Section 77 1 bis states that, whenever a cession of a lease is to be registered in respect of any port ion of the land leased, a notarial copy of the lease shall be attached to such cession and after registration such cession with the notarially certified copy of the lease annexed thereto shall be deemed to be the title to the portion of the lease so ceded, and for any subsequent registration in respect thereof it shall be part of the title.
The termination of a registered lease is regulated by section 78 of the DRA. It is important to note the steps to be taken by the registrar upon termination of a registered lease or sublease. Registration has a bearing on cessions of such leases or subleases. In terms of section 80 of the DRA, no cession of a lease or sublease shall be registered in any deeds registry unless the lease or sublease has been registered therein. In terms of section 81, no hypothecation of a lease or sublease shall be registered in any deeds registry unless such hypothecation is effected by means of.
Registration is a requirement of the law in respect of long leases. The main provisions of the Act are contained in section 1, which provides that "no lease of land shall be invalid merely by reason of the fact that such lease is not in writing. This section purports to remedy the defects inherent in the proviso to the old section 2, which reads as follows:.
Provided that no lease of land which is entered into for a period of not less than ten years or for the natural life of the lessee or any other person mentioned in the lease, or which is renewable from time to time at the will of the lessee indefinitely or for periods which together with the first period of the lease amount in all to not less than ten years, and no cession of such lease, shall be valid as against third parties if executed after the commencement on this Act, unless registered against the title deeds of the leased land.
The general effect of the Formalities in Respect of Leases of Land Act is to reinstate substantially, if not completely, the alw as it existed prior to , when the GLAA was enacted. In any event, the huur gaat voor koop doctrine is revitalized in so far as the previous legislation may have diminished its application to unregistered long leases. The overall result is that, apart from its validity inter partes , an unregistered long lease may be set up against all comers for the first ten-year period, but thereafter does not avail against creditors and onerous successors who had no knowledge of the lease.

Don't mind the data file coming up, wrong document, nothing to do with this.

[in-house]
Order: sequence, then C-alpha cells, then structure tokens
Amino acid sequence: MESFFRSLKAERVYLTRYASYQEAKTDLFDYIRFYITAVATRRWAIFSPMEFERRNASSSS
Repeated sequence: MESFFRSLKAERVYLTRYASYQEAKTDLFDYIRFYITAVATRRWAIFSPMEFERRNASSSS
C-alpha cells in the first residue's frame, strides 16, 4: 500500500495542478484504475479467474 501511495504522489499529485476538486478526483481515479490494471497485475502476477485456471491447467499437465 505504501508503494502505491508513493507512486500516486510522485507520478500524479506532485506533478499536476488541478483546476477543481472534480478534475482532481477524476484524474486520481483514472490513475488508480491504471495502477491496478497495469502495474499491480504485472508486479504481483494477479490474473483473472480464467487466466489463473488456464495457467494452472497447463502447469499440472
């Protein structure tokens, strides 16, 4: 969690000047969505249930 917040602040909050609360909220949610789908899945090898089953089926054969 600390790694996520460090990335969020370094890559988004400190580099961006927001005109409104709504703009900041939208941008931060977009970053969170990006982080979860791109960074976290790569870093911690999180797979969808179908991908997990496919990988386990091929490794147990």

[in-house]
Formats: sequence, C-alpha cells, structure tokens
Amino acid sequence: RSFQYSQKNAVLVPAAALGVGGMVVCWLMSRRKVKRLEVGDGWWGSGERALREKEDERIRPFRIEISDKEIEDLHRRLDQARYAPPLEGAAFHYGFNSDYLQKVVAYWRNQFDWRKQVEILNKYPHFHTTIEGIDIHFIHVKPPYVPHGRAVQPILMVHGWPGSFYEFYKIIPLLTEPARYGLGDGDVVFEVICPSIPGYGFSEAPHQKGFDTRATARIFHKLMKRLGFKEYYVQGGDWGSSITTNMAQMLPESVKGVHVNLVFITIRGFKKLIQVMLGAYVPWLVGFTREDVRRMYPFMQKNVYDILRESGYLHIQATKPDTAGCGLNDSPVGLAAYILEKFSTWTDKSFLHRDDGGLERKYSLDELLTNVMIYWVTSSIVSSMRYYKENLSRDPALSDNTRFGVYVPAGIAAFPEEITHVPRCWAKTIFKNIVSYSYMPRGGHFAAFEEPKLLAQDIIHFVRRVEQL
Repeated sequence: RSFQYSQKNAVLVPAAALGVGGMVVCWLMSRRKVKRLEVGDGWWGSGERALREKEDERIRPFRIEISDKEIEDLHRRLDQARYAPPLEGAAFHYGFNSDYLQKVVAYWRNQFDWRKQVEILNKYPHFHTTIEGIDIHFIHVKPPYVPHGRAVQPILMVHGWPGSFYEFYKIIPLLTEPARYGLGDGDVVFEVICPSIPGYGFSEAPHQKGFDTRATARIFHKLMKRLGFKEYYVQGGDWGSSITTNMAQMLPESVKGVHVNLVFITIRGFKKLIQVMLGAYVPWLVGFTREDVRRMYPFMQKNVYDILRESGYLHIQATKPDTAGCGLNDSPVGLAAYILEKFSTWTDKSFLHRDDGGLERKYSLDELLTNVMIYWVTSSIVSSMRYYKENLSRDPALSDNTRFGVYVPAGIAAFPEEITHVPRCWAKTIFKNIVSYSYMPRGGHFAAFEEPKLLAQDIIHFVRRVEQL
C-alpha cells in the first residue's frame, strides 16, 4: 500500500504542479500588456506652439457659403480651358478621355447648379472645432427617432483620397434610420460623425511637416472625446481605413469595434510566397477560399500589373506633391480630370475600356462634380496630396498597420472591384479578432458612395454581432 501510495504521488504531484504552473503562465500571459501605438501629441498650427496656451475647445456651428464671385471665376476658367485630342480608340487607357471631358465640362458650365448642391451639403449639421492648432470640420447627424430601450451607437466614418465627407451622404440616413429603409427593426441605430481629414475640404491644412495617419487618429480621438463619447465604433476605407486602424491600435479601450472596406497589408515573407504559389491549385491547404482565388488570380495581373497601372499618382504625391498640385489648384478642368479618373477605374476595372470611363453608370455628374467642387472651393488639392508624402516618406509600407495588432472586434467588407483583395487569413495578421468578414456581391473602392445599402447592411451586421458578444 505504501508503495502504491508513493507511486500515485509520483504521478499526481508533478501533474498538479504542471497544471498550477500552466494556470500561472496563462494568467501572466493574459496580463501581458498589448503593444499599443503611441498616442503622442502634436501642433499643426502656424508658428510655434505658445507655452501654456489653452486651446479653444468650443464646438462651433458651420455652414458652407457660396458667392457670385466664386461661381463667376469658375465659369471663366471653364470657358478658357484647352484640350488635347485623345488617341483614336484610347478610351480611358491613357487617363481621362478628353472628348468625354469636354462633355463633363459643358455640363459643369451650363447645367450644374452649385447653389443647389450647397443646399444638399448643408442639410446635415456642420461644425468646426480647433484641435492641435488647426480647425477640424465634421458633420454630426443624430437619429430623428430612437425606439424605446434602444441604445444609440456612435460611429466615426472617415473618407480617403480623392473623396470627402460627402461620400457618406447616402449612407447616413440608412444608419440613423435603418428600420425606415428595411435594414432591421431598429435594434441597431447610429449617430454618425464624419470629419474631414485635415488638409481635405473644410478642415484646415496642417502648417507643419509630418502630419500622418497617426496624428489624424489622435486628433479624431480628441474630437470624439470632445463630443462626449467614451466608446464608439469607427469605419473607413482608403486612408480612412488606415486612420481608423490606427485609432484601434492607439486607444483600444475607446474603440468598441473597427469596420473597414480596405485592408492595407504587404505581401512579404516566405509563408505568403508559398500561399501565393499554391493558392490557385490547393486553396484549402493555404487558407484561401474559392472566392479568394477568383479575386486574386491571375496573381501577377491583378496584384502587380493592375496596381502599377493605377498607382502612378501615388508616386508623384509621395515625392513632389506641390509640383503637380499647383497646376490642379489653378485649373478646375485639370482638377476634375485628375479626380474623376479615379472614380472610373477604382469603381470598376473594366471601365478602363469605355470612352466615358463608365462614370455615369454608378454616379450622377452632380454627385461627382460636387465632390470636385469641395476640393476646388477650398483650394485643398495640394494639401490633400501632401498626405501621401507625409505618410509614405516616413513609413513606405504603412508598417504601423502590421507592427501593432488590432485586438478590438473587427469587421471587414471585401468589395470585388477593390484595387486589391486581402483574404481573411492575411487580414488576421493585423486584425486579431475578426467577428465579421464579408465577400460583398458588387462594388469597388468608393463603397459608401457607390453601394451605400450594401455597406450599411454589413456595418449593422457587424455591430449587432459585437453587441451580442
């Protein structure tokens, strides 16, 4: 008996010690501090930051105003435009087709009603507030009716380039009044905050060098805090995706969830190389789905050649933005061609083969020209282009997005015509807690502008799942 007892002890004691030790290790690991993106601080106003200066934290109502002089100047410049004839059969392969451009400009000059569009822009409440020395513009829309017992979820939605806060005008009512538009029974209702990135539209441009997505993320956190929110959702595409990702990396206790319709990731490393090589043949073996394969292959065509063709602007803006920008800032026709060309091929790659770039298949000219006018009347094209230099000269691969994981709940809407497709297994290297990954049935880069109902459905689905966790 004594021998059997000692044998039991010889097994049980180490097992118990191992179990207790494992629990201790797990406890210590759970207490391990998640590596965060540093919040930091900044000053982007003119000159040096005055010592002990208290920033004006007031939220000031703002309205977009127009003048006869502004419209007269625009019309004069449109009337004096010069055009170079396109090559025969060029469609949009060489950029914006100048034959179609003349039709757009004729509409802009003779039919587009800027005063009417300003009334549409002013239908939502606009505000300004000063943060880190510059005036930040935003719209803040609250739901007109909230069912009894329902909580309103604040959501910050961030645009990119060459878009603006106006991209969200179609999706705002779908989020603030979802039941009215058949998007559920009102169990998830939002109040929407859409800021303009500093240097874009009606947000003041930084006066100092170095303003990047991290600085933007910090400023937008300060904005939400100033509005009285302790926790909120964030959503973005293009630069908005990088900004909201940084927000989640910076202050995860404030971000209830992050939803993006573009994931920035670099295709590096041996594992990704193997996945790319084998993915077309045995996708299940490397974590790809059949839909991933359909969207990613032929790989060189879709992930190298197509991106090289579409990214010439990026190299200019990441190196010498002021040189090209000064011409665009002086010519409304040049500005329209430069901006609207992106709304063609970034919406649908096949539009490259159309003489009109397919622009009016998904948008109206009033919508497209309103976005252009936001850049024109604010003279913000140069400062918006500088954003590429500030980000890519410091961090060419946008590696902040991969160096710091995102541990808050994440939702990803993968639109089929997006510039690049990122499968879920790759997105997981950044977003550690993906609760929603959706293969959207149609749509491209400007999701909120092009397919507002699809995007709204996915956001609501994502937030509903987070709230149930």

One of the worst features of the GLAA was believed to be the obscurity of the phrase "third parties. A further difficulty was whether "third parties" included gratuitous successors. Again, on a strict interpretation, the question could have been answered in the affirmative. In Hitzeroth v Brooks ,  however, it was correctly decided that gratuitous successors were not "third parties. The new section 1 2 clarifies the ambiguities of its predecessor: There is no mention of "third parties.
In view of the wording of section 1 2 b of the present Act, the tenant will only have to prove, after the initial ten year-period, that the landlord's successor—and he must be an onerous successor—"recognized and adopted" the lease in circumstances where he did not know of the unregistered lease at the time he entered into the transaction by which he obtained the leased land.
Wille states that actual knowledge is required; it remains to be seen if constructive knowledge will suffice. Registration requirements are also mentioned in section 25 2 a of the Mineral and Petroleum Resources Development Act, which provides for the registration of mining rights at the Mining Titles Office. In terms of section 11 4 of the Act, transfers, cessions, leases, subleases, alienations and mortgages, or variations thereof, must also be so registered.
In terms of section 11, prospecting and mining rights may be transferred, let and sublet. Such dealing may not occur, however, save with ministerial consent. Draft regulations refer to sketch plans and diagrams that are required to be certified by a surveyor.
The Rental Housing Act came into operation on August 1, Its purpose is to give effect to the right of every citizen to have access to adequate housing, by promoting investment in the rental housing market.
The Act creates measures aimed at protecting both landlords and tenants. In addition to repealing the Rent Control Act, as well as sections of the Sectional Titles Act, the Act also has an effect on the common law of lease, in that it creates statutory naturalia ; it also limits the parties' contractual freedom.
The RHA governs only leases of dwellings for housing purposes, but extends to all urban and rural areas. The RHA provides that a lease between a tenant and a landlord need not be in writing or be subject to the provisions of the Formalities in Respect of Leases of Land Act,  but a landlord must, if requested to do so by a tenant, reduce the lease to writing.
It is unusual to lay down that a contract need not be subject to the provisions of a specified statute. The question arises, therefore, of whether there are circumstances in which the provisions of the FRLL Act do not need to be applied. The answer is that this is possible when a lease is not in writing; if, however, the FRLL Act does not apply, cases must be decided as if this Act were not on the statute books.